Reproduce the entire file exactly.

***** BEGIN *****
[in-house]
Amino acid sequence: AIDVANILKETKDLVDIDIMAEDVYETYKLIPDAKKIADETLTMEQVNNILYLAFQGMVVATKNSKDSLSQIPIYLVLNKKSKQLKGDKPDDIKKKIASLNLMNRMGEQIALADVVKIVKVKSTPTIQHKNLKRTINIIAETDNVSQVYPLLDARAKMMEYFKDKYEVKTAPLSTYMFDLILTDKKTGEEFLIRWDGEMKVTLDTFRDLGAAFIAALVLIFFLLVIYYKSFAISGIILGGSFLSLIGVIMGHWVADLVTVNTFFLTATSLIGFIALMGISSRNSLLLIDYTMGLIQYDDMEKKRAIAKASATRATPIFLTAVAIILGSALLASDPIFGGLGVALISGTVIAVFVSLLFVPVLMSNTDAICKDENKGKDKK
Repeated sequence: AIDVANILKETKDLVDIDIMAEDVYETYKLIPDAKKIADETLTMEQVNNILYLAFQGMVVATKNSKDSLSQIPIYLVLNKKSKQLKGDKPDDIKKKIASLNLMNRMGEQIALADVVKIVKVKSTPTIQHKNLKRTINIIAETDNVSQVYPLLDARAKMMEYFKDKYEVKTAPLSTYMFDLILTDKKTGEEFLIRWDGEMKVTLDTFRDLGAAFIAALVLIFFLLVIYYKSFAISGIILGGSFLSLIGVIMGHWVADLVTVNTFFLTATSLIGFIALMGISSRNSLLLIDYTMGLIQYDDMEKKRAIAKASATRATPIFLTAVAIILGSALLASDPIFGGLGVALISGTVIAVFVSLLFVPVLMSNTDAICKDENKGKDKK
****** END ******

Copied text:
[in-house]
Amino acid sequence: AIDVANILKETKDLVDIDIMAEDVYETYKLIPDAKKIADETLTMEQVNNILYLAFQGMVVATKNSKDSLSQIPIYLVLNKKSKQLKGDKPDDIKKKIASLNLMNRMGEQIALADVVKIVKVKSTPTIQHKNLKRTINIIAETDNVSQVYPLLDARAKMMEYFKDKYEVKTAPLSTYMFDLILTDKKTGEEFLIRWDGEMKVTLDTFRDLGAAFIAALVLIFFLLVIYYKSFAISGIILGGSFLSLIGVIMGHWVADLVTVNTFFLTATSLIGFIALMGISSRNSLLLIDYTMGLIQYDDMEKKRAIAKASATRATPIFLTAVAIILGSALLASDPIFGGLGVALISGTVIAVFVSLLFVPVLMSNTDAICKDENKGKDKK
Repeated sequence: AIDVANILKETKDLVDIDIMAEDVYETYKLIPDAKKIADETLTMEQVNNILYLAFQGMVVATKNSKDSLSQIPIYLVLNKKSKQLKGDKPDDIKKKIASLNLMNRMGEQIALADVVKIVKVKSTPTIQHKNLKRTINIIAETDNVSQVYPLLDARAKMMEYFKDKYEVKTAPLSTYMFDLILTDKKTGEEFLIRWDGEMKVTLDTFRDLGAAFIAALVLIFFLLVIYYKSFAISGIILGGSFLSLIGVIMGHWVADLVTVNTFFLTATSLIGFIALMGISSRNSLLLIDYTMGLIQYDDMEKKRAIAKASATRATPIFLTAVAIILGSALLASDPIFGGLGVALISGTVIAVFVSLLFVPVLMSNTDAICKDENKGKDKK